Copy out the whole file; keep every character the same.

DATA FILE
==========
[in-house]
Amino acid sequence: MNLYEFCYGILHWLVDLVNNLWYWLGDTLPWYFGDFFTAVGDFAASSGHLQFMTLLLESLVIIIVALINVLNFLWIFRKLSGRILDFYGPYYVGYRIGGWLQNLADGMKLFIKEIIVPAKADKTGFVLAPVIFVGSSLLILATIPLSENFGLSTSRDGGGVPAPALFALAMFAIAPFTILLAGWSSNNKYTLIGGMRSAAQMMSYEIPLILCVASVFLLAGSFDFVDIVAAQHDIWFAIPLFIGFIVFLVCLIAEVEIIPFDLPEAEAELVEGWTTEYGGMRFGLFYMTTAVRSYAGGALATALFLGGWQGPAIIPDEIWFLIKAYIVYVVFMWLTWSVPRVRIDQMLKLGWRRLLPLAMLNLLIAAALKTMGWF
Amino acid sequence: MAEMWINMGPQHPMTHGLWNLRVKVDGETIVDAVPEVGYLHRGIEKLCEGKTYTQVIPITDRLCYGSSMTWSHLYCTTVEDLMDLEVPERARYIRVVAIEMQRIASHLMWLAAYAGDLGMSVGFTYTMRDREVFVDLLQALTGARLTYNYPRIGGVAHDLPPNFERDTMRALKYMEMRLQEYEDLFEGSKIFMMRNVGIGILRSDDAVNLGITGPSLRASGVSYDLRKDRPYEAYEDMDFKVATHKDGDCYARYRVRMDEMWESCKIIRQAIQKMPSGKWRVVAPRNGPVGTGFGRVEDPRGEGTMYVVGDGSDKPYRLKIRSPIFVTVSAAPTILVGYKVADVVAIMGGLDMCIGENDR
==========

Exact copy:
[in-house]
Amino acid sequence: MNLYEFCYGILHWLVDLVNNLWYWLGDTLPWYFGDFFTAVGDFAASSGHLQFMTLLLESLVIIIVALINVLNFLWIFRKLSGRILDFYGPYYVGYRIGGWLQNLADGMKLFIKEIIVPAKADKTGFVLAPVIFVGSSLLILATIPLSENFGLSTSRDGGGVPAPALFALAMFAIAPFTILLAGWSSNNKYTLIGGMRSAAQMMSYEIPLILCVASVFLLAGSFDFVDIVAAQHDIWFAIPLFIGFIVFLVCLIAEVEIIPFDLPEAEAELVEGWTTEYGGMRFGLFYMTTAVRSYAGGALATALFLGGWQGPAIIPDEIWFLIKAYIVYVVFMWLTWSVPRVRIDQMLKLGWRRLLPLAMLNLLIAAALKTMGWF
Amino acid sequence: MAEMWINMGPQHPMTHGLWNLRVKVDGETIVDAVPEVGYLHRGIEKLCEGKTYTQVIPITDRLCYGSSMTWSHLYCTTVEDLMDLEVPERARYIRVVAIEMQRIASHLMWLAAYAGDLGMSVGFTYTMRDREVFVDLLQALTGARLTYNYPRIGGVAHDLPPNFERDTMRALKYMEMRLQEYEDLFEGSKIFMMRNVGIGILRSDDAVNLGITGPSLRASGVSYDLRKDRPYEAYEDMDFKVATHKDGDCYARYRVRMDEMWESCKIIRQAIQKMPSGKWRVVAPRNGPVGTGFGRVEDPRGEGTMYVVGDGSDKPYRLKIRSPIFVTVSAAPTILVGYKVADVVAIMGGLDMCIGENDR